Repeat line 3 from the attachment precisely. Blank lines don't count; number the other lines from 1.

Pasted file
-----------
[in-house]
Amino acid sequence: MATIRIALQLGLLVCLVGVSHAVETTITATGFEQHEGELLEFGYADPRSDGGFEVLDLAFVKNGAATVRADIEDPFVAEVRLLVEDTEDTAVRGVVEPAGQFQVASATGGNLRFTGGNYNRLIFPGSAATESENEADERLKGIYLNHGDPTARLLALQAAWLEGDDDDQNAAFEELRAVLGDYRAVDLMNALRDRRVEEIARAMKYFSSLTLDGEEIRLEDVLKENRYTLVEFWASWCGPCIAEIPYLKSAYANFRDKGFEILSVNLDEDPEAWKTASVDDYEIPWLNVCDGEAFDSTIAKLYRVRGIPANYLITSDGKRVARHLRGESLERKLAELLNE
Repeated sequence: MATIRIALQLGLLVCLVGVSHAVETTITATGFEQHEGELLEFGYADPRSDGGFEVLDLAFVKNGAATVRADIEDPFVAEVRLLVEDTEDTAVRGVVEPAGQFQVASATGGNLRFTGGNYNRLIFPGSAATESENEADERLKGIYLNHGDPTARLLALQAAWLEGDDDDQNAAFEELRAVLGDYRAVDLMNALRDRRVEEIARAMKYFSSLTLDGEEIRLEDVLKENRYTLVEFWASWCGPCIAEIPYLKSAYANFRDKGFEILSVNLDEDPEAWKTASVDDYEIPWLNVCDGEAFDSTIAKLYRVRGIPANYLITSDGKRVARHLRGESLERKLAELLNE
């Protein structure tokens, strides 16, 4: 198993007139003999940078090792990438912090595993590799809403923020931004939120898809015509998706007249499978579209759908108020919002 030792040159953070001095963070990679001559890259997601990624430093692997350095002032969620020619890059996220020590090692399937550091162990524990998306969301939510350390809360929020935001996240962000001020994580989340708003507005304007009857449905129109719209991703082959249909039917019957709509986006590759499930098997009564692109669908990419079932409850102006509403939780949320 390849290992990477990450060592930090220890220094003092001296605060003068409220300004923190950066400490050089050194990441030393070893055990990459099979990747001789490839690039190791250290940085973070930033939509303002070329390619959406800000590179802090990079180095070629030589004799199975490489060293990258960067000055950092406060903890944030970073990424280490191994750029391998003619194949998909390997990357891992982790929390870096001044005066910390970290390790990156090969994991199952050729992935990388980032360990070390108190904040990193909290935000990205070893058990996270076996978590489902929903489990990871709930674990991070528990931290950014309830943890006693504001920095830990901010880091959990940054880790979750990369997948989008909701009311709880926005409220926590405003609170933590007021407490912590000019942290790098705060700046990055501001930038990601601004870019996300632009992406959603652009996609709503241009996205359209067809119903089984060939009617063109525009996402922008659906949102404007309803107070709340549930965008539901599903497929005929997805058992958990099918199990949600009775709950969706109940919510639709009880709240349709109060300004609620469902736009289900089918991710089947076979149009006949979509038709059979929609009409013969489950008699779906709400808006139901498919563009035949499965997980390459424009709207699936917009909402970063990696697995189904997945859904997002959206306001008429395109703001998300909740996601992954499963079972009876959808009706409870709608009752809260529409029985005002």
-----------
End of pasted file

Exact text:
Repeated sequence: MATIRIALQLGLLVCLVGVSHAVETTITATGFEQHEGELLEFGYADPRSDGGFEVLDLAFVKNGAATVRADIEDPFVAEVRLLVEDTEDTAVRGVVEPAGQFQVASATGGNLRFTGGNYNRLIFPGSAATESENEADERLKGIYLNHGDPTARLLALQAAWLEGDDDDQNAAFEELRAVLGDYRAVDLMNALRDRRVEEIARAMKYFSSLTLDGEEIRLEDVLKENRYTLVEFWASWCGPCIAEIPYLKSAYANFRDKGFEILSVNLDEDPEAWKTASVDDYEIPWLNVCDGEAFDSTIAKLYRVRGIPANYLITSDGKRVARHLRGESLERKLAELLNE